It’s no secret that turnover in the contact center industry is unusually high. In fact, the average call center turnover rate in 2015 was 30-45%, meaning many businesses lose nearly half their agents on a regular basis. And since it costs, on average, $10,000 to 15,000 to replace every agent you lose, a contact center with a 30% turnover rate can incur $300,000 in turnover-related costs every year.
Though contact centers have traditionally been focused solely on customer service, we are now understanding the value of using employee engagement to drive an exceptional customer experience. In this blog, we’re discussing four ways your employee turnover may be affecting your customer satisfaction and keeping your contact center from growth and success.
4 ways agent turnover is hurting your customer experience
1. Agents don’t feel empowered to succeed
In a contact center, an agent’s results depend heavily on the resources they have to meet customer needs. According to surveyed agents, however, companies aren’t providing the tools they need, with 60% of agents saying their companies don’t offer the technology needed to solve customer problems.
If agents have to jump between multiple applications and ask customers to repeat their problems, there’s a slim chance they’ll be able to consistently meet management’s expectations. Tools that are constantly glitching or unable to meet agent needs can also contribute to frustration, stress, and overall dissatisfaction. As employees continue to feel a lack of support from leadership, they are more likely to look for other employment opportunities.
2. Customer interactions reflect workplace satisfaction
Moods tend to spread. When contact center agents are unhappy in their jobs and frustrated with their work, these feelings often bleed into the interactions they have with customers. They may be less willing to go the extra mile for customers, quicker to lose patience with callers, and less invested in the customer’s success. It only takes one negative experience to lose business with 51% of consumers, so one unhappy agent can quickly create significant losses.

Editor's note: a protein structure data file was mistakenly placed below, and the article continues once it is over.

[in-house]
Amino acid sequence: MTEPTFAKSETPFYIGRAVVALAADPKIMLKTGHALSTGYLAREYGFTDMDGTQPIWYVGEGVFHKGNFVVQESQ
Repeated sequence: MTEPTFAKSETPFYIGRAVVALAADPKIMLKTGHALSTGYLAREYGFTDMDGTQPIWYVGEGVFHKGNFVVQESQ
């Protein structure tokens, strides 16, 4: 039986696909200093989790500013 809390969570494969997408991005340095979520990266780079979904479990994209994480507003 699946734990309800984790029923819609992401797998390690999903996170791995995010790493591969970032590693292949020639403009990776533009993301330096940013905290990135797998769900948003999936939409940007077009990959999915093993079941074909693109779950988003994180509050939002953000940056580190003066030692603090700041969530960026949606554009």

3. Customer service departments have a never-ending learning curve
If a contact center has a 30% turnover rate, customers have a one in three chance of connecting with an agent who is new to the job. Like any new employee, these agents are still learning about their tools, the company’s policies, and the expectations of their new workplace. While they have the potential to provide a great experience, there’s a good chance their unfamiliarity will lead to longer handle times and annoying mistakes during interactions. Even with great training and technology, an endless stream of new employees will limit and mar your customer service potential.
4. Poor internal communication
Today, customer service needs to be a company-wide pursuit. If a customer has a question about a technical issue, for example, agents should have the ability to quickly reach someone in that department for the answer. Without an effective internal communication tool, however, agents struggle to meet customer expectations. Leaving agents to search for information can also create excessive agent downtime. In companies lacking adequate internal communication, the average employee can spend 2.5 hours looking for information every day. As this struggle keeps agents from meeting goals and satisfying customers, your customer satisfaction, growth, and revenue can suffer.
Struggling to keep agents and customers satisfied? Use our EX+CX guide to learn how you can use employee engagement to create happy customers and excellent service.